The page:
“This is a huge win for not only the gaming industry but AAA gaming, because this is the first studio you're seeing out of a AAA [publisher] actually unionizing,” labor organizer and former Activision quality assurance tester Jessica Gonazlez told dot.LA.
Pro-union Activision employees have long felt that an organized workplace could provide the muscle they need to address issues that have plagued the company and their industry at large—from long, grueling work hours to sexual harassment and discrimination. “I'm very, very hopeful that this is going to be part of a larger wave of unionizing in the video game industry as a whole,” Gonzalez added.
While Microsoft executives have said that the Seattle tech giant won’t stand in the way of union efforts at Activision, the game developer has taken steps perceived as anti-union among its workers—such as leaving Raven Software employees out of a pay bump for quality assurance testers and proposing contract language that would prevent workers from organizing. Raven workers began organizing after walking off the job in December in protest of Activision’s decision to lay off 12 quality assurance contractors.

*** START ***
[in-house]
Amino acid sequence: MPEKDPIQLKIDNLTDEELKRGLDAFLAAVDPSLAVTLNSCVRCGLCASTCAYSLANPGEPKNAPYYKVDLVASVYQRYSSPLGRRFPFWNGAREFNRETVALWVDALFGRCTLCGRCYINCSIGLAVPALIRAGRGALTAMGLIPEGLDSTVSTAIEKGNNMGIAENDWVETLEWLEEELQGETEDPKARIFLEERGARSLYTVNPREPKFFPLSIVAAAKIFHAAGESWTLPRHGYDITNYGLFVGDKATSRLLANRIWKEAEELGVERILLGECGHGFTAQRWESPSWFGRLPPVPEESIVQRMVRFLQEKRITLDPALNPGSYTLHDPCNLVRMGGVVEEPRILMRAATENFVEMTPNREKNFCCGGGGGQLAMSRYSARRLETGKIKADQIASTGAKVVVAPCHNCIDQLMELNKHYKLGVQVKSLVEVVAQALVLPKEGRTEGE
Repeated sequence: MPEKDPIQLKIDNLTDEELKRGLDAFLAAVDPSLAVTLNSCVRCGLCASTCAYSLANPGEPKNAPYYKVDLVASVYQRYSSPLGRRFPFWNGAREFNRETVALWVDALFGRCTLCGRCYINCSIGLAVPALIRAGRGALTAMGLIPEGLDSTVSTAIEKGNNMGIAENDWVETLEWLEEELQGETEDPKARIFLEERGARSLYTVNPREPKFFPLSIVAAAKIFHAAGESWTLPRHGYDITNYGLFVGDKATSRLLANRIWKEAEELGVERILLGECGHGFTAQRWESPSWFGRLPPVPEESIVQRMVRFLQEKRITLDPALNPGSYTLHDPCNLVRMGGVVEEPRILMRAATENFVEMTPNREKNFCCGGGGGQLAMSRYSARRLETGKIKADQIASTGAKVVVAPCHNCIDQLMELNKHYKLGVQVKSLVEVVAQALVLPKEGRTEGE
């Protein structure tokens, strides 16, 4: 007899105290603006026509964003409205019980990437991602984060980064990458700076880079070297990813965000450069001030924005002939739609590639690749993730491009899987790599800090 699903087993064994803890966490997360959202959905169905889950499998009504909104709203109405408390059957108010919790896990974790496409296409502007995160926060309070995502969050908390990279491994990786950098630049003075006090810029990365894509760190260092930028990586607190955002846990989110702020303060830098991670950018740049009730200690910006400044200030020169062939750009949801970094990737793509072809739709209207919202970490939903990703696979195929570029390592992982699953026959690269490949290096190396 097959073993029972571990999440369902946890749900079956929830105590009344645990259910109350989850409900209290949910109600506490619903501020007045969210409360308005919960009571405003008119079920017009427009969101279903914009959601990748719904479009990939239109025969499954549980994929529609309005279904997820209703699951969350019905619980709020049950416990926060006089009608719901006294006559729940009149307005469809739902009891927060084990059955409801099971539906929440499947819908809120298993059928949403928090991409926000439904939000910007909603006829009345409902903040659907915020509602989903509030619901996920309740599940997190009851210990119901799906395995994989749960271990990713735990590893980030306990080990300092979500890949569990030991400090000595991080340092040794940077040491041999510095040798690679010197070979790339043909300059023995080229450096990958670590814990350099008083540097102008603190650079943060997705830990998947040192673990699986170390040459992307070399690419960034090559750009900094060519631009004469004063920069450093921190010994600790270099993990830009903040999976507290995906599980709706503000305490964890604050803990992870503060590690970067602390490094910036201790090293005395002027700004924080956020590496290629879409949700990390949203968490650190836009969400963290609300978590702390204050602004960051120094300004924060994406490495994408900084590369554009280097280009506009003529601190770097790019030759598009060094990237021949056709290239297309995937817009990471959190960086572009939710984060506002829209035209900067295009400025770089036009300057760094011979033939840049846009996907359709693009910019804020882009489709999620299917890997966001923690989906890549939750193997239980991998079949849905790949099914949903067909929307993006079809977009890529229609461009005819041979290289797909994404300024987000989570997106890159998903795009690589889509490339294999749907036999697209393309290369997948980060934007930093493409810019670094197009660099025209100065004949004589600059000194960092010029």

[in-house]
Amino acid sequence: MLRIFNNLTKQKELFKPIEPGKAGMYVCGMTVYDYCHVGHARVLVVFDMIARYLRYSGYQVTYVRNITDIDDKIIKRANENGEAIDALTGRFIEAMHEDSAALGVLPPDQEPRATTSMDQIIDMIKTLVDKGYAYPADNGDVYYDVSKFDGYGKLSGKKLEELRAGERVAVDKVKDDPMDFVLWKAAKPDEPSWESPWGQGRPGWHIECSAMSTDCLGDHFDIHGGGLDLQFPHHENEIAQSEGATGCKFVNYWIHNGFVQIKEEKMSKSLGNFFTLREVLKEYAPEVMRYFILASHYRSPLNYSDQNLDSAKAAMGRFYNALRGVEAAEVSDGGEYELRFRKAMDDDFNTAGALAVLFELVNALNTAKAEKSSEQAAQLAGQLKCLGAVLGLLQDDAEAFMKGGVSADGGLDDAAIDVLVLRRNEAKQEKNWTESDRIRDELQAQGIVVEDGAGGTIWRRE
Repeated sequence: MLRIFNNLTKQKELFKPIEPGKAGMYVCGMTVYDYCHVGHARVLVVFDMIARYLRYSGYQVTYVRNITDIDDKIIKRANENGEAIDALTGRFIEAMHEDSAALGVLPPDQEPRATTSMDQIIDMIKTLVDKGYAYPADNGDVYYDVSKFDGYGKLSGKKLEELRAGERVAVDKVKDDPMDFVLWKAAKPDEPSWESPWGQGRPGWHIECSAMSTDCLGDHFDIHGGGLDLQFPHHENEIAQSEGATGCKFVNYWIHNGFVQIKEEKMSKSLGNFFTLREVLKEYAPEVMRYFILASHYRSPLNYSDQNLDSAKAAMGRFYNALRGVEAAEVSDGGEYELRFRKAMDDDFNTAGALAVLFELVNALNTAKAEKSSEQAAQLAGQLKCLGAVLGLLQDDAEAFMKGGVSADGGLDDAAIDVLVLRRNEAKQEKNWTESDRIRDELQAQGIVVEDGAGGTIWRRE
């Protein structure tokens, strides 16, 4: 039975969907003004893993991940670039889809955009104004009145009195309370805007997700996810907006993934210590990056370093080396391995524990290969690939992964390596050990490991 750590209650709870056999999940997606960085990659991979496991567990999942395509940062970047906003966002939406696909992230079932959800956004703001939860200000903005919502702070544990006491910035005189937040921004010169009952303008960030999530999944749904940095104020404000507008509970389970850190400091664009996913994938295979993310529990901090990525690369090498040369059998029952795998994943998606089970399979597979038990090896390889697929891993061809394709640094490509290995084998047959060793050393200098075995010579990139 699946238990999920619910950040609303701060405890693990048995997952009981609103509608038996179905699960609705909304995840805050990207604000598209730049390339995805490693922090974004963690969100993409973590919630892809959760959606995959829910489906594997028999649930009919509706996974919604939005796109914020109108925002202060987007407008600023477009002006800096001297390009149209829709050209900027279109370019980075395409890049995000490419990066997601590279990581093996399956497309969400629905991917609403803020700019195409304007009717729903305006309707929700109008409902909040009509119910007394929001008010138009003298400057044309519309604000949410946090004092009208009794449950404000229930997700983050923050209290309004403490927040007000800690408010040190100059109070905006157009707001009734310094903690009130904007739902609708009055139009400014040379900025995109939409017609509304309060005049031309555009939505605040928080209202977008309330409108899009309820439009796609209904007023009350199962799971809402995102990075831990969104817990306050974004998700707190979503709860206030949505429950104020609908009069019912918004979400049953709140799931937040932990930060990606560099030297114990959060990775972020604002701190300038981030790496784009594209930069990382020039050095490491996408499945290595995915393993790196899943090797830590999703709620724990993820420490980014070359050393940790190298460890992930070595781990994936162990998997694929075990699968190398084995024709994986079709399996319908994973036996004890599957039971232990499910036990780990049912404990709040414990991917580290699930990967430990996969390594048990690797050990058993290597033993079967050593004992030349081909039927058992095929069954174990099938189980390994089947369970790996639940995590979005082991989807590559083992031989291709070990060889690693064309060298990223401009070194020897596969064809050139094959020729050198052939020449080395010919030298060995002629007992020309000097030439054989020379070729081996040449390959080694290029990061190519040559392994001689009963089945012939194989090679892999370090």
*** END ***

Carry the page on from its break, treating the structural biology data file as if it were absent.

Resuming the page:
In a statement, Sara Steffens, secretary-treasurer for the Communications Workers of America labor union backing Raven’s Game Workers Alliance, said “Activision did everything it could, including breaking the law, to try to prevent the Raven QA workers from forming their union.”
“Quality assurance workers at Raven Software are bringing much-needed change to Activision and to the video game industry,” Steffens said. “At this critical time for the company and its employees, these workers will soon have an enforceable union contract and a voice on the job.”
- Labor Union Urges SEC to Investigate Activision Over Filing - dot.LA ›
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- Microsoft Says It Won't Block Activision Labor Unions - dot.LA ›
- Activision Workers in LA Send List of Demands to Management - dot.LA ›